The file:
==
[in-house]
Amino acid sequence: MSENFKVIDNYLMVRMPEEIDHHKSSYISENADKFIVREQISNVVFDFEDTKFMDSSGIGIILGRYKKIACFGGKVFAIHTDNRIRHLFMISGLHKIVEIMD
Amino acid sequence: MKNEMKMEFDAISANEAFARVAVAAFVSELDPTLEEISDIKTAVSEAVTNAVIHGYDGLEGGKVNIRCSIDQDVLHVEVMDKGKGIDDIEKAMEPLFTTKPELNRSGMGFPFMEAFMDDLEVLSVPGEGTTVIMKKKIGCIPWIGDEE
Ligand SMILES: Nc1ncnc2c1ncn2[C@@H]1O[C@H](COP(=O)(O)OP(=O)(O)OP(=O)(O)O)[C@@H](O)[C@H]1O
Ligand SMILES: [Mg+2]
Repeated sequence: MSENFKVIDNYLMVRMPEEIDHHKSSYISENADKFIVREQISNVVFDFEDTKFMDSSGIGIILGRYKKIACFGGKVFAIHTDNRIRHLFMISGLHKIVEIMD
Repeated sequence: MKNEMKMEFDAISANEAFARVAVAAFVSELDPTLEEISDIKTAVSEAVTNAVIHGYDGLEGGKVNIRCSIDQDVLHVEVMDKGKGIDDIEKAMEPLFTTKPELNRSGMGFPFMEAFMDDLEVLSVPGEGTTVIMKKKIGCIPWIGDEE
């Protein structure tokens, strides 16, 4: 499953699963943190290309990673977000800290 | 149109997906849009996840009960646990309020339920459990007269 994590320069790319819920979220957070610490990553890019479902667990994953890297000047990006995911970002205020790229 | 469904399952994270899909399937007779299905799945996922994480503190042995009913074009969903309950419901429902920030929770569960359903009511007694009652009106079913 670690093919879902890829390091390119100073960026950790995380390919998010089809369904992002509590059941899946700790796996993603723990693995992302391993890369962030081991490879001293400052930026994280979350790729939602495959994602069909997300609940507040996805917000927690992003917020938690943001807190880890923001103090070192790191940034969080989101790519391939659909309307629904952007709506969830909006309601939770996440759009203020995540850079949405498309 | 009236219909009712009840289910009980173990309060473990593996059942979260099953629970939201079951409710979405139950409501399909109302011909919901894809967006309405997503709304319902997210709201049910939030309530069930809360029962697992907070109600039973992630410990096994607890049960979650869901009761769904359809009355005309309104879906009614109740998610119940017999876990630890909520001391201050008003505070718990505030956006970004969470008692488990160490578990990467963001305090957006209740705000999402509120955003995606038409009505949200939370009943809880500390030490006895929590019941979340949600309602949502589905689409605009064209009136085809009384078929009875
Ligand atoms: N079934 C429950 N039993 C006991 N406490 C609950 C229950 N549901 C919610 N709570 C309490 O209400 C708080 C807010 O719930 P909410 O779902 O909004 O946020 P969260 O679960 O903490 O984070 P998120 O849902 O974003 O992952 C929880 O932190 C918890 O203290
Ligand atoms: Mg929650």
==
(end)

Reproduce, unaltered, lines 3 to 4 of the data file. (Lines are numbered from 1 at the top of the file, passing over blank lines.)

Amino acid sequence: MKNEMKMEFDAISANEAFARVAVAAFVSELDPTLEEISDIKTAVSEAVTNAVIHGYDGLEGGKVNIRCSIDQDVLHVEVMDKGKGIDDIEKAMEPLFTTKPELNRSGMGFPFMEAFMDDLEVLSVPGEGTTVIMKKKIGCIPWIGDEE
Ligand SMILES: Nc1ncnc2c1ncn2[C@@H]1O[C@H](COP(=O)(O)OP(=O)(O)OP(=O)(O)O)[C@@H](O)[C@H]1O